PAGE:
UEFA’s French leader had raised speculation last month when he said he would address the issue during this week’s committee meetings in Dubrovnik.
The unlikely prospect of a candidate signallling his intention so far out had generated speculation that he had decided the 24/7 presidency style established by Blatter was not to his taste.
However he told UEFA member association leaders, ahead of an executive committee meeting late this week, that he would not make any decision before next year’s World Cup finals in Brazil.
Platini, who once commented that he would never run against Blatter, said: “I have not yet decided what will I do in the future, and I want to have a few additional months to think. I will take my decision during or after the FIFA World Cup in Brazil, not before.
“I deeply love UEFA, and it would be heart-breaking to choose another path, but at the same time, the question continuously pops up and it is a legitimate one. This is the reason why it is important for me to take my time, to make sure I take the right decision.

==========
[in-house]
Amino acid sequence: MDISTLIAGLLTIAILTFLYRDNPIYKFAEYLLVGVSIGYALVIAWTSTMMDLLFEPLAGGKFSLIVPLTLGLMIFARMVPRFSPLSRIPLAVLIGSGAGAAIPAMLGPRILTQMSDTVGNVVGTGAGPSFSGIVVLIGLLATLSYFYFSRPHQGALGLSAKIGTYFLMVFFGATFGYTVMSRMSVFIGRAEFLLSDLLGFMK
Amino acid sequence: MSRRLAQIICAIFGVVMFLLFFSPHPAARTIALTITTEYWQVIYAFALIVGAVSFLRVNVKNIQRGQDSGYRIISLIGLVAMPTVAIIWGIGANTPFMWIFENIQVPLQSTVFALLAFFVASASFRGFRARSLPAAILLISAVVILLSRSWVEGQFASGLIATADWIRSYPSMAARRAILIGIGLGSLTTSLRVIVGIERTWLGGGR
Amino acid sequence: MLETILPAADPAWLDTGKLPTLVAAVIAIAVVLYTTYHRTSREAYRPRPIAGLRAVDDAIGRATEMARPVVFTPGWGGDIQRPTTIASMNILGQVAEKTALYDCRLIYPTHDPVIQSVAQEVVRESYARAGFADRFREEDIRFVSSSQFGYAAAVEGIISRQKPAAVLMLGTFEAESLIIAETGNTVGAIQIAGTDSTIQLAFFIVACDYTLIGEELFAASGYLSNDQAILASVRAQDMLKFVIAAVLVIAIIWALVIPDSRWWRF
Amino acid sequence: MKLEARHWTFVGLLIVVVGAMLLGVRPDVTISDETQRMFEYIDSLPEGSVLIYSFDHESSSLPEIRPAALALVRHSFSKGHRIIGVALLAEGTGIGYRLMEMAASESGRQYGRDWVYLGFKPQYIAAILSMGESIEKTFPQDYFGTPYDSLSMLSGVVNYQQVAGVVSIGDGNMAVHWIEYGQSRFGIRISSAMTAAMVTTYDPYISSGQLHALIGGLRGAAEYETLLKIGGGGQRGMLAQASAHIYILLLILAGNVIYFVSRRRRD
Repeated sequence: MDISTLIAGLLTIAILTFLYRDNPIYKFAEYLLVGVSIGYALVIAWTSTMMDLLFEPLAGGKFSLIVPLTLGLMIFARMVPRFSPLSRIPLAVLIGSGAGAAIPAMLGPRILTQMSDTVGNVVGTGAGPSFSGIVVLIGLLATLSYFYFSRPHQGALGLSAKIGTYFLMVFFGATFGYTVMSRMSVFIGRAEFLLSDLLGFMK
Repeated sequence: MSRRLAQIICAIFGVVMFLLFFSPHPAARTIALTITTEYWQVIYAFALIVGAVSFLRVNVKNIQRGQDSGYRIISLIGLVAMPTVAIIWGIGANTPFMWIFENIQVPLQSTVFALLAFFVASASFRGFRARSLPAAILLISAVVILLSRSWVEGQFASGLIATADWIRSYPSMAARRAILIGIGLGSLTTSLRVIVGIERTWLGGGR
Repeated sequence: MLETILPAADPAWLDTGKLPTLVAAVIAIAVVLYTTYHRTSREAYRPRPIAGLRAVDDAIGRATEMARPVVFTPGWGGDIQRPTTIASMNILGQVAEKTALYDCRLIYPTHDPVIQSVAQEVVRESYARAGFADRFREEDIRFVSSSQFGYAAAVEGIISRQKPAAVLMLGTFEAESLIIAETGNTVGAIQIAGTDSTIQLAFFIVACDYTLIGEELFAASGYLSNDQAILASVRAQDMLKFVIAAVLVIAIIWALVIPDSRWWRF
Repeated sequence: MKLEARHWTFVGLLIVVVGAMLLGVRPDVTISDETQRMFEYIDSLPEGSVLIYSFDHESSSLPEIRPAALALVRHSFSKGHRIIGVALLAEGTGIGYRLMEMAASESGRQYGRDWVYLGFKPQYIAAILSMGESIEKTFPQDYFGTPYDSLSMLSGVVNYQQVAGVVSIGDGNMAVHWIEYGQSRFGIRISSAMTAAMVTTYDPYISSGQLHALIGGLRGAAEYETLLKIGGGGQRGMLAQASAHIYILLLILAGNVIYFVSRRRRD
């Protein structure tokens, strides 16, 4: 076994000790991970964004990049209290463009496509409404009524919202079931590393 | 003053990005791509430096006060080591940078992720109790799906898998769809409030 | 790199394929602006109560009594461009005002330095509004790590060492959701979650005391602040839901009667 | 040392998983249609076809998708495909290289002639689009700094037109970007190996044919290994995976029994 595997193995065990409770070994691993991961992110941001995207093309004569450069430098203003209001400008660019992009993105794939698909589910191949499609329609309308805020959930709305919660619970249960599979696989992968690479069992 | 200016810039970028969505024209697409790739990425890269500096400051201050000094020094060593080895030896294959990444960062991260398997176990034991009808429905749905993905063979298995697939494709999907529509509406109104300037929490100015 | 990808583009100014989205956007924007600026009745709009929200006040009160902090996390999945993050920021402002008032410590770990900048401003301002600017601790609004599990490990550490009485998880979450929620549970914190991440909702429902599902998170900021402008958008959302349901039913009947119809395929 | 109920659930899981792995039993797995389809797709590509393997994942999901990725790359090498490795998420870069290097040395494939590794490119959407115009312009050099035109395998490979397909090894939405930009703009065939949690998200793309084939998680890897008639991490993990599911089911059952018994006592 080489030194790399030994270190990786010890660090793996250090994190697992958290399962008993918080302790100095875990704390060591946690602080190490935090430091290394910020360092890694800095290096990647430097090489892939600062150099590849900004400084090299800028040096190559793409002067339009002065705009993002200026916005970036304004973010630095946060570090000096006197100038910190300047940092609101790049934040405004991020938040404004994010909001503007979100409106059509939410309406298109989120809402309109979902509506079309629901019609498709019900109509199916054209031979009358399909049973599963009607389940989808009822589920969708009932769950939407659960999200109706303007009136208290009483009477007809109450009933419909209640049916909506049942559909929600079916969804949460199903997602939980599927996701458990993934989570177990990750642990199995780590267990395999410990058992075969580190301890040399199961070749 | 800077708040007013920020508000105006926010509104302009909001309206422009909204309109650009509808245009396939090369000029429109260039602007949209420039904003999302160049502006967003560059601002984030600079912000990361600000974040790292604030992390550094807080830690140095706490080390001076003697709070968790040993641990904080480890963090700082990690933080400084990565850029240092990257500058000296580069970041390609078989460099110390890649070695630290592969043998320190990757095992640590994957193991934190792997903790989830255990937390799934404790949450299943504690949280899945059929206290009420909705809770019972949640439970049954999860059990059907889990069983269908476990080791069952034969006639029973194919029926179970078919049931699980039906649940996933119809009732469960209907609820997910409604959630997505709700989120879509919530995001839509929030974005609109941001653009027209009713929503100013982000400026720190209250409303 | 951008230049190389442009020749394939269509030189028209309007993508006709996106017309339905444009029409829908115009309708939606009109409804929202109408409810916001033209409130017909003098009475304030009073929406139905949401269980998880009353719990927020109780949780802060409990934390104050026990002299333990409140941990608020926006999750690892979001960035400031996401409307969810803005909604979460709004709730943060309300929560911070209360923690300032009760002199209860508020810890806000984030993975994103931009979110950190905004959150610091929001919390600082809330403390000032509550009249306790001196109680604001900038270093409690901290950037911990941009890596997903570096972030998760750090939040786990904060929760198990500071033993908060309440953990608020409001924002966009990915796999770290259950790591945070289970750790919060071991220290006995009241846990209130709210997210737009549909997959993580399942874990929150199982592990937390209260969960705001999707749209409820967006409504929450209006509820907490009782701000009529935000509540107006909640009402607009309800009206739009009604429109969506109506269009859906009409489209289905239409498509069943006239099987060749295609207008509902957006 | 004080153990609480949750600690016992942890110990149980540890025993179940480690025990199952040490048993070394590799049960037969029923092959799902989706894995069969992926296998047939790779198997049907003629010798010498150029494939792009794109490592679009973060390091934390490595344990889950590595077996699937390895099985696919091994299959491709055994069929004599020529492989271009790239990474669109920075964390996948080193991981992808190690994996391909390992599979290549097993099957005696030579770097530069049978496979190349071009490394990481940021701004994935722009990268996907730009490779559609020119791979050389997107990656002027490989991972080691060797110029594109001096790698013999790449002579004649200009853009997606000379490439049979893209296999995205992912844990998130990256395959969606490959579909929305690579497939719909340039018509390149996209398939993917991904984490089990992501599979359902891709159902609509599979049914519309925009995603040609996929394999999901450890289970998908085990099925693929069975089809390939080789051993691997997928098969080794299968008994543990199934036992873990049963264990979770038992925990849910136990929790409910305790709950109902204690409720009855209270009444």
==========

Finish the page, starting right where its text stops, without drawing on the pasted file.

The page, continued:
“Furthermore, these elections are in two years’ time, and I think it would be egotistical of me to make it a topic for debate or discussion now when football faces much more important issues than me or my situation.
“Let’s concentrate on the key current matters and we will have the occasion to think about my future in the coming months.”
A further complication over the timing was raised by FIFA Congress last May when it was decided that a presidential candidate must register his nomination four months before the election.
This would mean that Platini, should he decide to stand, would have to do so before UEFA’s own presidential election. He could end up renouncing a continuation in UEFA’s top job and then lose the FIFA election and find himself out in the footballing cold.
Blatter said, in 2011, that he was embarking on his last FIFA term but has since indicated a change of heart. The only other name raised as a possible candidate – for either the FIFA or UEFA vacancy – has been that of Angel Maria Villar, president of the Spanish federation who is a vice-president of both international bodies.
** UEFA’s executive committee is expected to take a view on the possible timing switch of the 2022 World Cup in Qatar ahead of a debate by FIFA’s own exco on October 3-4.